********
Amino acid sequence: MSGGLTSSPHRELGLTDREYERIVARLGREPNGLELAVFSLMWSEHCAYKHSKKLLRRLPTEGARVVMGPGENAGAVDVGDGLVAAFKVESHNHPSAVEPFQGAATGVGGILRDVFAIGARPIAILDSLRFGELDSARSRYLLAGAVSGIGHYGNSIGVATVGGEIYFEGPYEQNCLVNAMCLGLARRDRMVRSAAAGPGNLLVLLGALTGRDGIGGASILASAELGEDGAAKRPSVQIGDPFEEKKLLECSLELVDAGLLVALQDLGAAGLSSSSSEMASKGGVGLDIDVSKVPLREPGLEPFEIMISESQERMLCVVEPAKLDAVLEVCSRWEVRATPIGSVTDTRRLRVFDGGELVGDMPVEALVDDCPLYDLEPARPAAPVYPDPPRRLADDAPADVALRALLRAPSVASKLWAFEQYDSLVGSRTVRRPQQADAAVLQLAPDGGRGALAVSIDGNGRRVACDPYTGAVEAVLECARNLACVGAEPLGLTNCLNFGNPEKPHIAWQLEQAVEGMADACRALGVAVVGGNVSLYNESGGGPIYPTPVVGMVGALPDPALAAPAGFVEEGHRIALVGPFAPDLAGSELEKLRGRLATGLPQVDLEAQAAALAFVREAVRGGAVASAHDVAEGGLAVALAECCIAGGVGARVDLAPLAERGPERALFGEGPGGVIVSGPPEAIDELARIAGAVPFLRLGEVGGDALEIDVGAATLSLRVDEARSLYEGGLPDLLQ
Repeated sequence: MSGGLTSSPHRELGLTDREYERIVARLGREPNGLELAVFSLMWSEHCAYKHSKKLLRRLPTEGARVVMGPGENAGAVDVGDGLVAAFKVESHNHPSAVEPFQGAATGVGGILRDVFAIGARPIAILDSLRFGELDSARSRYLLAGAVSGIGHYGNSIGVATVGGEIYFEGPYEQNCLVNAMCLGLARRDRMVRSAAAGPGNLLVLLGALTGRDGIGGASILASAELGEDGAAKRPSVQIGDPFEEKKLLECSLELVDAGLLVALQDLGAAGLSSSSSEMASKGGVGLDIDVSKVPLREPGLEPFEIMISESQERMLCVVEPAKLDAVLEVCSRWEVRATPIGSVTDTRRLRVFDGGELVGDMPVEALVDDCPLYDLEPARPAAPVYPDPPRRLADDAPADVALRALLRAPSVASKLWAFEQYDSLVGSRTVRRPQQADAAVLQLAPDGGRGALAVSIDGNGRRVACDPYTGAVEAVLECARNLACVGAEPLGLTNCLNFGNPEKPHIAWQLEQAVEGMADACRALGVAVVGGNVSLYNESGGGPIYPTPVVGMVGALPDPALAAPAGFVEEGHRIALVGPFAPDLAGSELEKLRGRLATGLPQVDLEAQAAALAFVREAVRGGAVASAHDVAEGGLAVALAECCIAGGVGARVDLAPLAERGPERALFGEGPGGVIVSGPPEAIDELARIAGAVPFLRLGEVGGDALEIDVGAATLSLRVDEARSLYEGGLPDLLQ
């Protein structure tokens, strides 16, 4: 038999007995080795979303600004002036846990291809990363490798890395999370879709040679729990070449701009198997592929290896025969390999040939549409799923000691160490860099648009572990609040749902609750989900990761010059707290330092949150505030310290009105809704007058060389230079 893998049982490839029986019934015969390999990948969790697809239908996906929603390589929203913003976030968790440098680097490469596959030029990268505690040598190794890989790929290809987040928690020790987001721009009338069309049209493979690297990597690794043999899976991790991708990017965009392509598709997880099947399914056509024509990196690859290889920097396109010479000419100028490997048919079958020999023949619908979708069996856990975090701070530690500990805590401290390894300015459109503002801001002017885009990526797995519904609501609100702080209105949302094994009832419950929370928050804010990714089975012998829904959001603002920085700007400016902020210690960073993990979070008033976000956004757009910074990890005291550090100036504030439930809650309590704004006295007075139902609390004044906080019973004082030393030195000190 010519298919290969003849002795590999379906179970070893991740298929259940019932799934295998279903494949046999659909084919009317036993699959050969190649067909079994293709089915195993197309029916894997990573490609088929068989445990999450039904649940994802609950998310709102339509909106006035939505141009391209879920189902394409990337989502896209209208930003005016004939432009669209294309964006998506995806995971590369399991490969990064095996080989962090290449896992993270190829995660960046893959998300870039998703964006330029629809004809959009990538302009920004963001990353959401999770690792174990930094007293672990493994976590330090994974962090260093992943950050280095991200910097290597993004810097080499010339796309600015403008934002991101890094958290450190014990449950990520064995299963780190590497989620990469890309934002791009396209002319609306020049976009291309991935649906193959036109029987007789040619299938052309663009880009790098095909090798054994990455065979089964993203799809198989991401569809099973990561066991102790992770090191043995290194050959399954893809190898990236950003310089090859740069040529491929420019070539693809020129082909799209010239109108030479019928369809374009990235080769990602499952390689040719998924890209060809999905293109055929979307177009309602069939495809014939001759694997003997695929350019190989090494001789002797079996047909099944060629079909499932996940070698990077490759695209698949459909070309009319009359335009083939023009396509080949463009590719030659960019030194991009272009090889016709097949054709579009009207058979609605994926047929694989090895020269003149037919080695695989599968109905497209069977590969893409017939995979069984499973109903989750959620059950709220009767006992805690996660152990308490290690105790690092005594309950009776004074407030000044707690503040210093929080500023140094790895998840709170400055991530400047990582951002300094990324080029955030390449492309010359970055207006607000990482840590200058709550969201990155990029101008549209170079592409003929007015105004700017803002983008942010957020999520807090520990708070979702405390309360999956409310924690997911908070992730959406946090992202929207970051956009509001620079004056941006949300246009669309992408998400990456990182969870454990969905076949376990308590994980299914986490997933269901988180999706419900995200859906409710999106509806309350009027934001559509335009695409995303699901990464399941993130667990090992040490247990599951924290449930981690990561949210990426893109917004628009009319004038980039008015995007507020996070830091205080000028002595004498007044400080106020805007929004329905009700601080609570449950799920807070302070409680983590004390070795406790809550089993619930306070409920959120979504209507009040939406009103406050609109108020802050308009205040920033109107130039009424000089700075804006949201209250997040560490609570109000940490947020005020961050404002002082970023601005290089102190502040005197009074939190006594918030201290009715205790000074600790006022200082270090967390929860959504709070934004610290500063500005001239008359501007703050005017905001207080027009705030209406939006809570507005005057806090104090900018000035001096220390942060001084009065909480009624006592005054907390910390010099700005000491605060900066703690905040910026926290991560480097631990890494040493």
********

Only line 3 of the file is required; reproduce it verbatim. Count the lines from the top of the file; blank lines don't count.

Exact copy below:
């Protein structure tokens, strides 16, 4: 038999007995080795979303600004002036846990291809990363490798890395999370879709040679729990070449701009198997592929290896025969390999040939549409799923000691160490860099648009572990609040749902609750989900990761010059707290330092949150505030310290009105809704007058060389230079 893998049982490839029986019934015969390999990948969790697809239908996906929603390589929203913003976030968790440098680097490469596959030029990268505690040598190794890989790929290809987040928690020790987001721009009338069309049209493979690297990597690794043999899976991790991708990017965009392509598709997880099947399914056509024509990196690859290889920097396109010479000419100028490997048919079958020999023949619908979708069996856990975090701070530690500990805590401290390894300015459109503002801001002017885009990526797995519904609501609100702080209105949302094994009832419950929370928050804010990714089975012998829904959001603002920085700007400016902020210690960073993990979070008033976000956004757009910074990890005291550090100036504030439930809650309590704004006295007075139902609390004044906080019973004082030393030195000190 010519298919290969003849002795590999379906179970070893991740298929259940019932799934295998279903494949046999659909084919009317036993699959050969190649067909079994293709089915195993197309029916894997990573490609088929068989445990999450039904649940994802609950998310709102339509909106006035939505141009391209879920189902394409990337989502896209209208930003005016004939432009669209294309964006998506995806995971590369399991490969990064095996080989962090290449896992993270190829995660960046893959998300870039998703964006330029629809004809959009990538302009920004963001990353959401999770690792174990930094007293672990493994976590330090994974962090260093992943950050280095991200910097290597993004810097080499010339796309600015403008934002991101890094958290450190014990449950990520064995299963780190590497989620990469890309934002791009396209002319609306020049976009291309991935649906193959036109029987007789040619299938052309663009880009790098095909090798054994990455065979089964993203799809198989991401569809099973990561066991102790992770090191043995290194050959399954893809190898990236950003310089090859740069040529491929420019070539693809020129082909799209010239109108030479019928369809374009990235080769990602499952390689040719998924890209060809999905293109055929979307177009309602069939495809014939001759694997003997695929350019190989090494001789002797079996047909099944060629079909499932996940070698990077490759695209698949459909070309009319009359335009083939023009396509080949463009590719030659960019030194991009272009090889016709097949054709579009009207058979609605994926047929694989090895020269003149037919080695695989599968109905497209069977590969893409017939995979069984499973109903989750959620059950709220009767006992805690996660152990308490290690105790690092005594309950009776004074407030000044707690503040210093929080500023140094790895998840709170400055991530400047990582951002300094990324080029955030390449492309010359970055207006607000990482840590200058709550969201990155990029101008549209170079592409003929007015105004700017803002983008942010957020999520807090520990708070979702405390309360999956409310924690997911908070992730959406946090992202929207970051956009509001620079004056941006949300246009669309992408998400990456990182969870454990969905076949376990308590994980299914986490997933269901988180999706419900995200859906409710999106509806309350009027934001559509335009695409995303699901990464399941993130667990090992040490247990599951924290449930981690990561949210990426893109917004628009009319004038980039008015995007507020996070830091205080000028002595004498007044400080106020805007929004329905009700601080609570449950799920807070302070409680983590004390070795406790809550089993619930306070409920959120979504209507009040939406009103406050609109108020802050308009205040920033109107130039009424000089700075804006949201209250997040560490609570109000940490947020005020961050404002002082970023601005290089102190502040005197009074939190006594918030201290009715205790000074600790006022200082270090967390929860959504709070934004610290500063500005001239008359501007703050005017905001207080027009705030209406939006809570507005005057806090104090900018000035001096220390942060001084009065909480009624006592005054907390910390010099700005000491605060900066703690905040910026926290991560480097631990890494040493």